Eurasianet says as recriminations fly over the bloodshed on the Kyrgyz-Tajik border, Kyrgyz security body chief’s role is coming under particular scrutiny.

Kyrgyz leader Sadyr Japarov appointed his longtime ally Kamchybek Tashiyev as head of the State National Security Committee (SCNS) in October to dismay among civic activists, according to Eurasianet.   

Their alarm reportedly only deepened when the SCNS writ was expanded to cover the border service, thereby mirroring the structure existing in Tajikistan.

Many have argued Tashiyev’s blustering behavior over the border may in part at fault for what has happened. 

Tashiyev, who spent most of the last decade in opposition, seemed genuinely to want to finally solve Kyrgyzstan’s disputed borders – not only with Tajikistan, but Uzbekistan too.   

Results suggest he fell short on both counts.

In Tashkent, he found a government as keen on a prompt resolution to the decades-old delimitation standoff as Bishkek was. But after the countries agreed a draft treaty for full delimitation in March, he encountered opposition to proposed land and water swaps from communities in southern Kyrgyzstan enraged that they had not been consulted.

Addressing gatherings of the type that once met him with enthusiasm as a government opponent, Tashiyev pledged concessions, undermining Kyrgyzstan’s commitments in the process.

With Tajikistan, Tashiyev faced a negotiating partner reticent to making concessions.  Eurasianet notes Tashiyev’s own stance was also less conciliatory and bound to irritate sensibilities in Tajikistan.

His remarks about Vorukh, a Tajik exclave inside Kyrgyzstan, reportedly proved especially incendiary.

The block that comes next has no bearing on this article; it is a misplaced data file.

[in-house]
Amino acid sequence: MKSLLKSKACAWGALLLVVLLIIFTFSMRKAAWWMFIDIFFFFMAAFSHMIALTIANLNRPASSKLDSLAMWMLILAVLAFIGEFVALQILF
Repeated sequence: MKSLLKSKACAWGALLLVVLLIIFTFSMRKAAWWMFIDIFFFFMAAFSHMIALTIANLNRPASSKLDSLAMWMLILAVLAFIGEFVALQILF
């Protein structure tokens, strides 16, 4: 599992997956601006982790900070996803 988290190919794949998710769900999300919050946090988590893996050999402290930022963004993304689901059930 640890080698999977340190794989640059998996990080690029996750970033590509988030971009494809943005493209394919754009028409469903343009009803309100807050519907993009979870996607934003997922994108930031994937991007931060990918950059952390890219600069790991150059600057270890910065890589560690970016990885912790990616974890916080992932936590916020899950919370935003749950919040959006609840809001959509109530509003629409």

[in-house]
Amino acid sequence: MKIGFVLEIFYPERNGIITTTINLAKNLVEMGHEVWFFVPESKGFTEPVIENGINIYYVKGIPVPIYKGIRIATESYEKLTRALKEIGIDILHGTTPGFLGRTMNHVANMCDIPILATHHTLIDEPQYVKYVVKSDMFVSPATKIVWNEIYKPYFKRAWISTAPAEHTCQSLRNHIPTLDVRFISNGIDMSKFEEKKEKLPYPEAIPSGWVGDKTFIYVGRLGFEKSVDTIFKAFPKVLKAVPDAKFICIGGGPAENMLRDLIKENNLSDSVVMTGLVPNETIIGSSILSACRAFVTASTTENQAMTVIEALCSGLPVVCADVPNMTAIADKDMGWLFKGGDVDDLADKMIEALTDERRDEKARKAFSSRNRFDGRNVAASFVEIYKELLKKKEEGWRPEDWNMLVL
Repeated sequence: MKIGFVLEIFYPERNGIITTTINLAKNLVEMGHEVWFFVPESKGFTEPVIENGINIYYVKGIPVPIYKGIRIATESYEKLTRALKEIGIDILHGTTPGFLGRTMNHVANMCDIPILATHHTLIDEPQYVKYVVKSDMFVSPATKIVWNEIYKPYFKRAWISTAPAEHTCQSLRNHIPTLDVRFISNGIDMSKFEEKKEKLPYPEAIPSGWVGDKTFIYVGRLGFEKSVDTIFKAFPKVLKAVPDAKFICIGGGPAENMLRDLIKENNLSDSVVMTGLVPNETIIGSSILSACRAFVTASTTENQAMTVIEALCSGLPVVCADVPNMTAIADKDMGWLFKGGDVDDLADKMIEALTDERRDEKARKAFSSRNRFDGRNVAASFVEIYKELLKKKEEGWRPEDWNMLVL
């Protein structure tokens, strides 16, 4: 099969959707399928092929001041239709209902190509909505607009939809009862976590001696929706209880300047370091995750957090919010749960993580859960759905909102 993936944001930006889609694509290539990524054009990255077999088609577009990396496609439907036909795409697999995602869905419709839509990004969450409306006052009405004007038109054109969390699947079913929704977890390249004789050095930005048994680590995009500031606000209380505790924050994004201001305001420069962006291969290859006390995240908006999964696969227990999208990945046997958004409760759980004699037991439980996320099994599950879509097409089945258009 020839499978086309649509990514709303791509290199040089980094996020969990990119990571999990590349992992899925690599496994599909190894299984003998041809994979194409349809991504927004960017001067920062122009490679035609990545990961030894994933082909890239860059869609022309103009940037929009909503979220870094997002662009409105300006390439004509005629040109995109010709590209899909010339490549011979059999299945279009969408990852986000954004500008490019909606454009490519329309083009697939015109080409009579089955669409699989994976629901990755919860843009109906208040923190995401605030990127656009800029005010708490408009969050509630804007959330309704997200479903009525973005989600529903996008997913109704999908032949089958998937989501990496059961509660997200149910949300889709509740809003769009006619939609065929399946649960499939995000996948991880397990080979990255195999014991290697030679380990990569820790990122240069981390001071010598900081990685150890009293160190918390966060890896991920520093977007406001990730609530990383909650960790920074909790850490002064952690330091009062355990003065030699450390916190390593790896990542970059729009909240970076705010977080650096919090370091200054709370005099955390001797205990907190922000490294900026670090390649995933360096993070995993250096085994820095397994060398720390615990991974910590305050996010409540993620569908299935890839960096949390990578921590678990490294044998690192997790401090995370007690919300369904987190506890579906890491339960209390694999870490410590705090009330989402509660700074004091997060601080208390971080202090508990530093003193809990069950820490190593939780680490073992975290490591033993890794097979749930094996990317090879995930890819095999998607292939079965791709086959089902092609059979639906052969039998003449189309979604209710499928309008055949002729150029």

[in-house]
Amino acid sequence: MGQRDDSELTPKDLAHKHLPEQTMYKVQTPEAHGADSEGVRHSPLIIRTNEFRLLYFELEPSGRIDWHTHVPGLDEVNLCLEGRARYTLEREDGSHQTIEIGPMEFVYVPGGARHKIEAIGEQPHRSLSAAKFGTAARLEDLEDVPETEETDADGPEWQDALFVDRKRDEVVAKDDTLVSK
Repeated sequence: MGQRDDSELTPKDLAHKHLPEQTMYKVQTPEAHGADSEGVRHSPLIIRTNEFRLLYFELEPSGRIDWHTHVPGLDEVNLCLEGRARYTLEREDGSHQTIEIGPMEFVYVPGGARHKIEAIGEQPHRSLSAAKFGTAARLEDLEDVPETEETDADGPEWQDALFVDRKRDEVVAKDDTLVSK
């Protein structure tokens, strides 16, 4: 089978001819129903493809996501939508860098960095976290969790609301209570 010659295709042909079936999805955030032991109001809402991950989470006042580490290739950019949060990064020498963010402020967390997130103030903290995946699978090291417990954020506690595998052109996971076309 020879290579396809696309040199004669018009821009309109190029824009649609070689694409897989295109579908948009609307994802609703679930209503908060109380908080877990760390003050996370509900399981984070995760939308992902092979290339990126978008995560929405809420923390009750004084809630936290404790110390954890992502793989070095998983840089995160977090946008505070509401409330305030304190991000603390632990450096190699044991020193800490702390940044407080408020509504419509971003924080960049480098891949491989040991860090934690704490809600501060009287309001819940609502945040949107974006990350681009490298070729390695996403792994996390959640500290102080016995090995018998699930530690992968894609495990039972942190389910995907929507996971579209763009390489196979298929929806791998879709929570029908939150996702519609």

Tashiyev on March 26 said Bishkek had offered Tajikistan a swap deal that would see 120-square-kilometer Vorukh absorbed into Kyrgyzstan in exchange for an area elsewhere of identical size in the southern Batken region.

Ex-Tajik foreign minister Hamrokhon Zarifi branded the comments “contrary to all the canons of the negotiation process, ethics and self-respect.”

On April 9, Tajik President Emomali Rahmon made a trip to Vorukh, where he reassured residents that no swap deal was in the offing.  He inaugurated new premises for special forces there for good measure.

Since hostilities ended on May 1, the two countries continue to contest the narrative of who opened fire first.  The definitive answer to that question may be lost in the mist of battle.

That evening, when an official ceasefire was signed after hours of intense fighting, Tashiyev’s name was conspicuously absent from the document alongside that of his Tajik counterpart, Saymumin Yatimov, according to Eurasianet.  Instead, the now-since dismissed governor of Batken region, Omurbek Suvanaliyev, had signed for Kyrgyzstan. 

Tashiyev did finally make his first public appearance in Batken on April 30

After he emerged from talks with Yatimov the following day, Tashiyev reportedly appeared defeated and deflated.  Yatimov, on the other hand, looked buoyant.

However, none of this reportedly means Tashiyev’s resignation is in the cards.  Eurasianet note that Tashioyev is widely viewed as one half of a tandem with Japarov, having helped ease his companion’s return to the political scene in October.  Instead, three Batken district chiefs have been fired from their positions, while Suvanaliyev has been rotated out of the regional governor post.